Lagoon and wetlands ecosystems in better shape

Native fish populations at the city’s lagoon and wetlands now have a better chance to rejuvenate in their natural environment after a program to monitor and remove invasive species was completed this week.

A Wagga Wagga City Council contractor spent two days on Wollundry Lagoon and at Marrambidya Wetlands and removed about 750 kilograms of European carp from the waters.

Carp are well known as an invasive pest species because of their destructive bottom-feeding habits, which stir up sediments, reduces water quality and damages habitat for native fish existing in the same eco-system.

Council’s Manager Environment and Regulatory Services Mark Gardiner said the program, using the electrofishing technique, was successful and gave Council some valuable data to help control carp in both waterways.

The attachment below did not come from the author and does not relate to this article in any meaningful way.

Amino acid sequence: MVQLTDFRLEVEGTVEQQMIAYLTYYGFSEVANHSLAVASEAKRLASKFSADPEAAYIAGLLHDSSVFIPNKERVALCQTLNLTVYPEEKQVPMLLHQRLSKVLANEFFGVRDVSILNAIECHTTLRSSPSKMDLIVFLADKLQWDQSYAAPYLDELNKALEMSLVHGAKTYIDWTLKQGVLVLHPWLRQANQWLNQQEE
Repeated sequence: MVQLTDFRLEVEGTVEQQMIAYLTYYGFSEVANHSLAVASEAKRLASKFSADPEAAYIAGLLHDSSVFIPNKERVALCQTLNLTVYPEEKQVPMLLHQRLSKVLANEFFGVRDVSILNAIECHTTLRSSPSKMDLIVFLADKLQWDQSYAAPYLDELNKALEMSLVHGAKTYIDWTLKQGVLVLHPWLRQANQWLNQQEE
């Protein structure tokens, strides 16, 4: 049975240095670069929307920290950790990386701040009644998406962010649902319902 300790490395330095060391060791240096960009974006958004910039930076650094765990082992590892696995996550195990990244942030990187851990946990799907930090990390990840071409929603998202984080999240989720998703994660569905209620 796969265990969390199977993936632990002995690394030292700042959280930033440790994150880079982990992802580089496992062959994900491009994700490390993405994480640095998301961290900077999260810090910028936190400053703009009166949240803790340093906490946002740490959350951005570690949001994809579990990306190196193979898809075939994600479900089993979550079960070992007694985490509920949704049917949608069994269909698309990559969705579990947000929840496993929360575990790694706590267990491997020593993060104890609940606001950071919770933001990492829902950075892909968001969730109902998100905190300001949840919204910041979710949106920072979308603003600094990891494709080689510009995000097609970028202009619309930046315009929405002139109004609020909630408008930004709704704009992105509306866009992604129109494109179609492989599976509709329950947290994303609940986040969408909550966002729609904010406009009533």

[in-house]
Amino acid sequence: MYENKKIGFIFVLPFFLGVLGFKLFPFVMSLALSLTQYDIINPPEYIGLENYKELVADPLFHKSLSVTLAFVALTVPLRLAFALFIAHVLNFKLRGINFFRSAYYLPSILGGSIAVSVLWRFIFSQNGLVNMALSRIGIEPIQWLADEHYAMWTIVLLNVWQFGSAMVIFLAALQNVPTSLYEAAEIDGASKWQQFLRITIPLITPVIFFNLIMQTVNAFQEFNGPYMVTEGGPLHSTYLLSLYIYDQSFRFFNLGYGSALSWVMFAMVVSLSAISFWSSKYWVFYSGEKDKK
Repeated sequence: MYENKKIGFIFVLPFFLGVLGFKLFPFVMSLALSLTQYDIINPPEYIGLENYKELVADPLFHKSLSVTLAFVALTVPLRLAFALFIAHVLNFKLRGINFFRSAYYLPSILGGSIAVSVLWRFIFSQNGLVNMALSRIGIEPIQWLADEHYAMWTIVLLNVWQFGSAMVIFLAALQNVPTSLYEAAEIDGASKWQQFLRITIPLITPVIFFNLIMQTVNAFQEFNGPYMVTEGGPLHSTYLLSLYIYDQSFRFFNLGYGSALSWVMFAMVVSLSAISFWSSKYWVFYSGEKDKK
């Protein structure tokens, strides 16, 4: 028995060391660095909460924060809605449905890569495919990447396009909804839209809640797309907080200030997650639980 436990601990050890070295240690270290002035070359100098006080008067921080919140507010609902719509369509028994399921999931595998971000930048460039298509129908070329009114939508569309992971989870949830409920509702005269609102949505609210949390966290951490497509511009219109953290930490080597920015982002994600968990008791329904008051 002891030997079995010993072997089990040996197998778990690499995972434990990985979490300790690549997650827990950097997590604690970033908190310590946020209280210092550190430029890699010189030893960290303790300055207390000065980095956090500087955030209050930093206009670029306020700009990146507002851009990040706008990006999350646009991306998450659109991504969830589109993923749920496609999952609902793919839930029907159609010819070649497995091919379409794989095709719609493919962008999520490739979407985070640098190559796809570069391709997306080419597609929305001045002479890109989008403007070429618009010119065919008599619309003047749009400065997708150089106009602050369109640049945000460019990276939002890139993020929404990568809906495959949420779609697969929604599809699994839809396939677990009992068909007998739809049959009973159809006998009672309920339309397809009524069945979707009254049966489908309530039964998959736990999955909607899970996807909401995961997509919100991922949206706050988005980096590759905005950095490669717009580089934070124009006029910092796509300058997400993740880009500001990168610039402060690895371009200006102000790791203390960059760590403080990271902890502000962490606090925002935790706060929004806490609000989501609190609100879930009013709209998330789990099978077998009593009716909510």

“It had been almost 10 years since Council last conducted this exercise in the lagoon and we are pleased with the outcome across the two days,” Mr Gardiner said.

“Controlling carp populations gives native fish species a much better chance to breed and thrive in their natural environment.

“Carp have the ability to destroy the fabric of those eco-systems and that’s why it’s important to monitor their spread and keep it under control.”

Mr Gardiner said the next step in the program would be to look at growing native fish populations in both waterways.

“We’ll look at that data and the opportunity that presents to re-stock the lagoon and wetlands with more native fish to ensure the eco-system at both locations continues to rejuvenate,” Mr Gardiner said.

Carp were caught using the electrofishing technique and humanely placed into an icy slush. They were then taken to fertiliser manufacturer Charlie Carp.

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